On May 1st, 2007, I walked into the No. 2 Arena of the Tempaku Sports Center, in Nagoya, Japan. An elder gentlemen in a kendo-gi and hakama noticed me, politely smiled, bowed, and indicated the spectator seating with his hand. I sat down and observed Mr. Yagyu Koichi and another gentleman practice Sangaku En-no-Tachi, the quintessential form of (Yagyu) Shinkage Ryu. It was my first time to see Shinkage Ryu kata, and it was absolutely unlike anything I was expecting. I was especially impressed when the elder gentleman who greeted me practiced with Yagyu Sensei. Their zanshin, their intensity was amazing. They seemed ready to strike at any time. I was hooked, and after talking Yagyu Sensei and a few other long time practitioners, I resolved to join the Yagyukai, intending to attend the next practice on the 6th.
That practice never happened. On May 4th, 2007, Yagyu Nobuharu, the 21st soke of Yagyu Shinkage Ryu, passed away. I have the dubious distinction of being the first deshi after his death.
It didn’t have to be that way.
From late April 1999 to early October 2000, I lived in Tokyo. Specifically, I lived in Ikebukuro and Takasago and worked in Shinjuku, all between 4 and 40 minutes from where the Yagyukai practice. Had I known that Yagyu Shinkage Ryu was still being practiced in Japan, mere minutes away, I probably would have joined. And perhaps my life would have turned out much different, as I probably wouldn’t have left Tokyo.
That wasn’t my only missed opportunity. In June of 2005, I came back to Japan to work in Toyota City, in Aichi Prefecture, about 40 minutes from Nagoya. I first became aware of the Yagyukai (and the fact that Shinkage Ryu was still a living art) in late 2005/early 2006. I considered joining, but decided to wait. My work schedule would only allow me to attend practice 4 times a month. I had only a few years experience in aikido, 10 years previous. Everything I read on Meik and Dianne Skoss’s excellent Koryu.com site persuaded me to wait. As I understood it, koryu bujutsu are not just for anyone. They require commitment, and time, and dedication. I had no letter of introduction or recommendation, no rank in any art to establish my ability to commit, and my schedule only allowed me to attend practice four times a month. I thought that there was no way I’d be accepted into the ryu. I figured I’d join after I’d gotten shodan in aikido, and found a job with a more amenable schedule.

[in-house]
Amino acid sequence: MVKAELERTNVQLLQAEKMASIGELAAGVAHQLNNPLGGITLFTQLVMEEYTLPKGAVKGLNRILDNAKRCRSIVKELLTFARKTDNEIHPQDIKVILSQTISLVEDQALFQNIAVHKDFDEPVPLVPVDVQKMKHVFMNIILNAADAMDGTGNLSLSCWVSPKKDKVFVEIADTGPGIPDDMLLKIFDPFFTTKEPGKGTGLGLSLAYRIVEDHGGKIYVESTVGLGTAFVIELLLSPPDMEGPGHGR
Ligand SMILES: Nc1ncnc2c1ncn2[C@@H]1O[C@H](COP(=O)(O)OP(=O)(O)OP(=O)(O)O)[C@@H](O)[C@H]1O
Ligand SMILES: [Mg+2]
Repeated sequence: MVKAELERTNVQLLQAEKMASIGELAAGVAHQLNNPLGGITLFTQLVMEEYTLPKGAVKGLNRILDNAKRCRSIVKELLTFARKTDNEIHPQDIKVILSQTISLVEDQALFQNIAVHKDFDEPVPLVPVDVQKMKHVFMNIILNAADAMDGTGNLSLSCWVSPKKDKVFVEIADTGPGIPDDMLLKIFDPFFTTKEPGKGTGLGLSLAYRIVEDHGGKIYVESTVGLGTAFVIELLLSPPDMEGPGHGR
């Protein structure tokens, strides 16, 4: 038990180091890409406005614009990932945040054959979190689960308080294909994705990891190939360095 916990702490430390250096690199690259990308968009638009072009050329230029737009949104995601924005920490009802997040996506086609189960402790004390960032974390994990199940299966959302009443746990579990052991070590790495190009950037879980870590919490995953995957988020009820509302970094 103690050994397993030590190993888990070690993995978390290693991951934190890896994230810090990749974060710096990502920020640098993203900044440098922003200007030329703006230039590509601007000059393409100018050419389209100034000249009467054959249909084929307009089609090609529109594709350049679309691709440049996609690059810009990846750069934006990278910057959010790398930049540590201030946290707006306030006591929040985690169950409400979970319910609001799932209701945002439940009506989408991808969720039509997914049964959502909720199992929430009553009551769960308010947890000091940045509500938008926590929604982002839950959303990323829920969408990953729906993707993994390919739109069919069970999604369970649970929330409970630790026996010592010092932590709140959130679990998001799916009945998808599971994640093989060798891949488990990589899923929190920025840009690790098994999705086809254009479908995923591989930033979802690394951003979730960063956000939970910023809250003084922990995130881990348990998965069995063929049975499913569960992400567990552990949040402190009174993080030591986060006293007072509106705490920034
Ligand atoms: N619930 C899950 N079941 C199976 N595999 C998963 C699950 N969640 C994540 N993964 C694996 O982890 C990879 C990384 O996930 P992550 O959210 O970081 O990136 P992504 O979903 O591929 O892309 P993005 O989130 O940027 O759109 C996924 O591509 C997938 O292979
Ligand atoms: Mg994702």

In actuality, I needed no letter of introduction or recommendation, and no rank. The Yagyukai accepts all comers. Indeed, not even my time constraints would have been an issue. A few college students can only come to keiko during school breaks. It would have been a short time — Nobuharu-sensei first went into the hospital in early 2007 — but it would have been an opportunity to meet and learn from him.
At the Atsuta Jingu Embukai in October, I mentioned all this to a friendly sempai, how I wished I had joined earlier. My sempai‘s response was simply, “いいんじゃない？縁だから。” (“Don’t worry about it. It’s a matter of en.”)
En 縁 can be translated here as “fate” or “destiny”, but let me try to share the nuance. En accounts for all those events beyond your control that lead to something. You start chatting up an attractive lady in a bar, and later start seeing each other seriously, that’s in 因, the result of your direct actions. The fact that your two buddies just happened to be in town that day and in that bar, and decided to call you up and invite you out, that’s en — the indirect forces leading you into certain situations.
En also carries a nuance of connection. Your relationships with your family and your best friends are considered en. Another word for marriage is enmusubi 縁結び, the tying of en. The Japanese idiom for soul mates is akai ito — “red thread”. Two people connected at the wrist by an invisible, indestructible red string, pulling them together no matter what the distance. The red thread is a kind of en.
Shinkage Ryu has been a revelation to me. It’s like I found the very thing I was looking for, and yet I didn’t even realize I was looking for it until I found it. But an indirect chain of events and consequences led me here. Without those, I likely never would have been looking for Shinkage Ryu. Perhaps, had I joined in 1999, I would have been singularly unsatisfied, and left anyway. In some future entries, I’d like to discuss some of the outward manifestations of the en that brought me to this thing that fulfills me in a way aikido never did. No, I never had the opportunity to meet Yagyu Nobuharu-sensei, and that’s still to my regret. But perhaps, in the words of Negro League great Buck O’Neil, “I was right on time.”